If you’re lazy like me, you’d also deign cleaning anything, including your coffee maker. I know. Ugh cleaning right? Oh how easy life would be is you can just brew and drink coffee, without any consequences.
But as much as I want to indulge you in this mutual laziness fest, you should probably think twice. Not cleaning your coffee maker makes it a haven for a host of various microorganisms. According to one study, kitchen appliances are home to molds and yeast. Ew!
When you don’t clean your coffee maker, it also becomes calcified. Minerals dissolved in the water you use accumulate in your coffee maker. Little by little, the calcification of these minerals affects the taste of your cup of joe. It can also affect how long your coffee maker can last.
In this post, I will discuss how to clean the inside a coffee maker. To keep your coffee maker sparkling clean and calcification-free, learn these simple cleaning and maintenance hacks.
TL;DR: If you are busy, watch this video instead:
Cleaning your coffee maker after every use with dishwasher soap
The first step to coffee maker maintenance is to clean it after every use with dishwasher soap. I know. After drinking your daily caffeine fix, you just want to leave your coffee maker on the sink.
But it’s always better to clean your coffee maker immediately after use. Just follow these steps with your newfound caffeinated energy:
- Ensure that your coffee maker is not plugged in.
- Detach the removable parts of your coffee maker.
- Remove the ground coffee, if any.
- Wash with water.
- Wash with dishwasher soap using a sponge.
- Rinse thoroughly until the soap is completely removed.
- Store to dry.
Removing coffee stains with baking soda
Sometimes, even if you clean your coffee maker every after use, some coffee stains stay. They’re just so persistently clingy like the memory of your ex (just kidding).
Dishwater soap is simply not enough. In this case, you may need baking soda and water to remove those persistent coffee stains.
Baking soda is a miracle powder. Not only does it help you bake that perfect cake for your coffee, it also doubles as cleaning agent. Here’s how to use baking soda to clean your coffee maker:
- After cleaning your coffee maker as usual, sprinkle baking soda. For best results, cover the bottom part of the coffee pot with baking soda.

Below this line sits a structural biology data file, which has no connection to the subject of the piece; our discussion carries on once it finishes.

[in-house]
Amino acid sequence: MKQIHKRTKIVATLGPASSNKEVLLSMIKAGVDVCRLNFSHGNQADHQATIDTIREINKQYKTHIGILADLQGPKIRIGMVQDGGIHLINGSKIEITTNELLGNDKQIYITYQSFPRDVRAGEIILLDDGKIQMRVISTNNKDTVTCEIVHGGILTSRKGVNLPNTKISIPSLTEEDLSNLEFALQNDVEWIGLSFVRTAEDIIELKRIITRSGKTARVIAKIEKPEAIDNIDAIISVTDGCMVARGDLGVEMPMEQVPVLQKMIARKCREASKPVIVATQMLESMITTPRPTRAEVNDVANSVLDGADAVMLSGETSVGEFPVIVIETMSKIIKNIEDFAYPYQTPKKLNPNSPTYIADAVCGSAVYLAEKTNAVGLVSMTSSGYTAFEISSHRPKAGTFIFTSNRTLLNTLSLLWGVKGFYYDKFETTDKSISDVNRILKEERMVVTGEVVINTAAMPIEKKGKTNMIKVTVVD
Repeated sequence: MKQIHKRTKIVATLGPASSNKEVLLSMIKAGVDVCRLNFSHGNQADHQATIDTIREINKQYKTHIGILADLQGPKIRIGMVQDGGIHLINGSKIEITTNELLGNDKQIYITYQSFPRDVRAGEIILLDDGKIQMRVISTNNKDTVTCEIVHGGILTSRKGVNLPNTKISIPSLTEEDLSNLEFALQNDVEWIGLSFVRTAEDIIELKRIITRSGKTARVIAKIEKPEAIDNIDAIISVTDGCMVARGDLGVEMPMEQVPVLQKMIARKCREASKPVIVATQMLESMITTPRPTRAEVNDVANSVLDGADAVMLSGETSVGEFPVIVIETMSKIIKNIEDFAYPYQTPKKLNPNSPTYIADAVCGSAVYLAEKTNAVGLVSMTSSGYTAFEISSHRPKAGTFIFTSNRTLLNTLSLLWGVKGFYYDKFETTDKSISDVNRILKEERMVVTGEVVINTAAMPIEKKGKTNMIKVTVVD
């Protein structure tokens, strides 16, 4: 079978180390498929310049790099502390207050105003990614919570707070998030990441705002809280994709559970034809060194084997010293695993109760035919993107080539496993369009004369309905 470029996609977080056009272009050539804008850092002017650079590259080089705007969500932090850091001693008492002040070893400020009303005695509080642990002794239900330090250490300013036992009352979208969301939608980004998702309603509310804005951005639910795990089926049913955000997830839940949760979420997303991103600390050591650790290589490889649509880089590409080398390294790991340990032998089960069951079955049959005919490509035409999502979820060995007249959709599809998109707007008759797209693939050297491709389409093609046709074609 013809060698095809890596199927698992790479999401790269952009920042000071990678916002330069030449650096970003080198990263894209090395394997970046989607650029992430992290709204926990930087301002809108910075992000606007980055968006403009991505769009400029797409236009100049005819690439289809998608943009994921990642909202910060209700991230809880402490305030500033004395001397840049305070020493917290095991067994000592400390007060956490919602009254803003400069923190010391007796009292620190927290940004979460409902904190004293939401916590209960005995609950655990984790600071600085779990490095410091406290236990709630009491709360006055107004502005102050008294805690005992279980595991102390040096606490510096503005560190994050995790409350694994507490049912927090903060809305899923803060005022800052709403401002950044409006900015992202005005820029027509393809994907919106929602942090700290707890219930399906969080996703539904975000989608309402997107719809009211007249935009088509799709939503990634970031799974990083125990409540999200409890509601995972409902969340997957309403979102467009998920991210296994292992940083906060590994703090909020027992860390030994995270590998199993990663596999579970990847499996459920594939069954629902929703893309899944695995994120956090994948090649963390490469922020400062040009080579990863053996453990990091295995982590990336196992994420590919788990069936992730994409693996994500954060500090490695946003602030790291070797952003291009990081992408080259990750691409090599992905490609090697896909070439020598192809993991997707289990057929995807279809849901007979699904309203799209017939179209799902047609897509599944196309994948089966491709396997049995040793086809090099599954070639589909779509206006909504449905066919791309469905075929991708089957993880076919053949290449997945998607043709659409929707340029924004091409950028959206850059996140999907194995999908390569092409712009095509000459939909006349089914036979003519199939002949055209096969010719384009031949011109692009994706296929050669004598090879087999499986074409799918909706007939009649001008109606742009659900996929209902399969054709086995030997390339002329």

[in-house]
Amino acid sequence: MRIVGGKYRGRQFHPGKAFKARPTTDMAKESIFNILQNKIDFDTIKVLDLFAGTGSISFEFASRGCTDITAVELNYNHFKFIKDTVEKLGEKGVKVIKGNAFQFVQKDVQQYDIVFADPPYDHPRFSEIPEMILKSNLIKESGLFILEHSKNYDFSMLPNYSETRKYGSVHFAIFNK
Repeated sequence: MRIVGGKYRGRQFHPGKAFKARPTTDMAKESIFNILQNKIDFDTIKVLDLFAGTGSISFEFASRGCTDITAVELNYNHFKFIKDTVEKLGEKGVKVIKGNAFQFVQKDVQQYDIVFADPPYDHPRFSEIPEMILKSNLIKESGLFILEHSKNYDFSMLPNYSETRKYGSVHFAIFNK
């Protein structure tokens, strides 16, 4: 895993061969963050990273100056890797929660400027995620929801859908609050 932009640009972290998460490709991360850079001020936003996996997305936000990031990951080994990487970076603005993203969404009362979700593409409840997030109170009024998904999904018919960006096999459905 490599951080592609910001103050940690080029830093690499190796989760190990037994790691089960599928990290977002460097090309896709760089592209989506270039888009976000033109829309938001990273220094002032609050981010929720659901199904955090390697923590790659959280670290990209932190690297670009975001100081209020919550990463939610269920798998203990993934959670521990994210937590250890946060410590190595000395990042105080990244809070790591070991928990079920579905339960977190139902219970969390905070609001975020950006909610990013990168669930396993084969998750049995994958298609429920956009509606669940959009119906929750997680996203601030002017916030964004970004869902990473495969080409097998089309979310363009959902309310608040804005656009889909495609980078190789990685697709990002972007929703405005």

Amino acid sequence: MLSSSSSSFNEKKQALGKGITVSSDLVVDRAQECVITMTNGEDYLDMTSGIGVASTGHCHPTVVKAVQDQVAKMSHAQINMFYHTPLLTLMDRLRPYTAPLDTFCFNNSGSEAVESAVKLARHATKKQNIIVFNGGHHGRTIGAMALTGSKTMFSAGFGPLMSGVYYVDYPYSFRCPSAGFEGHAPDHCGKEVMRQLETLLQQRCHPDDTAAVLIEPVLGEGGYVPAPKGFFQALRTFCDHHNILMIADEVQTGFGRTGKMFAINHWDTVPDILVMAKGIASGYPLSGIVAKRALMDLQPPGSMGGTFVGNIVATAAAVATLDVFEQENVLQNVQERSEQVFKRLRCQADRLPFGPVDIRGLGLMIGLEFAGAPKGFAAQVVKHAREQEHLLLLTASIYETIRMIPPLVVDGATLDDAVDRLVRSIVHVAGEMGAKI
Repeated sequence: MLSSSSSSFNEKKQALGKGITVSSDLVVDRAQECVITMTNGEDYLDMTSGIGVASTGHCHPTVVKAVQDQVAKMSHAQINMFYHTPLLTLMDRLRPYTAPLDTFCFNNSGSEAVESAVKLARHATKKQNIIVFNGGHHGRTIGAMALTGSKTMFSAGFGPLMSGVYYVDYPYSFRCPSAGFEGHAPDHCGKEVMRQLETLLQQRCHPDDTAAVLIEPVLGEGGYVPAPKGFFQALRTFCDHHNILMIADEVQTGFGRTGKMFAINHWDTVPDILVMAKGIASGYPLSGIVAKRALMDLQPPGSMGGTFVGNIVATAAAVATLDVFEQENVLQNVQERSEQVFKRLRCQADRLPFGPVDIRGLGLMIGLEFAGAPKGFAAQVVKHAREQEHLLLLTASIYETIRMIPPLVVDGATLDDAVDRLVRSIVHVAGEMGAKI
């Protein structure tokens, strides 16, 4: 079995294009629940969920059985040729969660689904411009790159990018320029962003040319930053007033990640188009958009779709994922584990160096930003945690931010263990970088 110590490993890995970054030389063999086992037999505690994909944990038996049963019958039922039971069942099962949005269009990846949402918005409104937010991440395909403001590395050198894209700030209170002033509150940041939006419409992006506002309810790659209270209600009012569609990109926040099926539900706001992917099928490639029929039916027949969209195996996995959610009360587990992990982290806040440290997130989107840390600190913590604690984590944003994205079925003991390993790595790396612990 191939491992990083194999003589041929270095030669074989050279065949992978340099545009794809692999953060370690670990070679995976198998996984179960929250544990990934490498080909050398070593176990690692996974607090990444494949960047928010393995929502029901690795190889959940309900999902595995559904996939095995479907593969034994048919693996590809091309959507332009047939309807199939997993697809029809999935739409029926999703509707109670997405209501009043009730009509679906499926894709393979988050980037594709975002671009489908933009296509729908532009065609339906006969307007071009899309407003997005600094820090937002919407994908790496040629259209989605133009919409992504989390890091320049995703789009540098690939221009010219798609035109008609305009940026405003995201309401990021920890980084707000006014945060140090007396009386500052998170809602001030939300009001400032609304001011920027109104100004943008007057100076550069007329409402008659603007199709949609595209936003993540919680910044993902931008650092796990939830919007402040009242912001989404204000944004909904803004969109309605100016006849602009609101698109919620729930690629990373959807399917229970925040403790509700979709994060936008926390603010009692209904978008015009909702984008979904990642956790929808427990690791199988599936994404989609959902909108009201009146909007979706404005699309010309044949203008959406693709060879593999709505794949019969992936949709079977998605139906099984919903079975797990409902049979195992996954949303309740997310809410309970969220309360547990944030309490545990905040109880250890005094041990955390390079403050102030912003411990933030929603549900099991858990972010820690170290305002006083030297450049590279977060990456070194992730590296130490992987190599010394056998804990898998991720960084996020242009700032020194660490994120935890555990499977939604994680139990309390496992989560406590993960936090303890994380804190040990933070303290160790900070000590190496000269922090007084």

- Warm some water then add to the baking soda until it forms a paste.
- Using a piece of cloth, scrub the inside of the coffee pot until the stains are removed.
- The abrasiveness of the baking soda helps in eliminating the stains.
- Rinse the baking soda paste with water.
Decalcify your coffee maker with white vinegar.
Whatever brand of coffee maker you use—Ninja, Cusinart, Bunn—you need to know how to decalcify your coffee maker. As stated earlier, minerals from the water you use accumulate in your coffee maker. Overtime they are calcified.
These calcified minerals affect the way your coffee taste. They also obstruct the flow of coffee when brewing. This makes the brewing process less efficient.
These calcified minerals are usually basic (pH level that is greater than 7). This means that when there are acidic substance, they dissolve.
It’s like yin and yang. If basic substances are yin, then acids are the yang. In the end, they kind of cancel each other out.
One of the most common acidic substances that we use is vinegar. It has a pH of 2.4, which is perfect for decalcification. When decalcifying your coffee maker, it’s best to use white vinegar.
- Prepare a solution that is equal parts water and vinegar.
- Place a filter paper into your coffee maker’s empty basket.
- Put the coffee pot in its usual place.
- Pour the vinegar and water solution (instead of the water you usually use for brewing coffee).
- Now “brew” this solution. Turn on your coffee maker and let the vinegar-water solution brew into the coffee pot.
- Turn off the coffee maker and leave the setup for at least thirty (30) minutes to allow the vinegar to dissolve the calcified minerals. For best results, leave it for one (1) hour.
- Throw away the brewed vinegar solution (Don’t drink it okay? Ew.)
- Rinse your coffee maker by “brewing” water. Do this three (3) or more times.
If you want, you can also clean your coffee maker with dishwater soap after. This will ensure that your coffee maker won’t reek of vinegar. Just follow the steps as discussed above.
If you don’t want any of that hassle, you can instead get a coffee maker that’s best with hard water.
How often should you clean your coffee maker
You must clean your coffee maker after every use with dishwater soap. This will prevent or minimize the buildup of harmful microorganisms, such as molds, bacteria, etc. Washing your coffee maker after use also prevents the buildup of minerals.
For decalcification, this should be done monthly. Otherwise, the minerals would quickly build up, affecting the taste of coffee in the process.
Keeping your coffee maker sparkling clean is the first step to having a delicious cup of coffee. Be sure to follow the steps above to maintain your coffee maker. Enjoy!
If you’re tired of cleaning your classic coffee maker, why not try getting one without a carafe instead? We also have recommendations on the best carafe less coffee makers to ease your cleanup burden.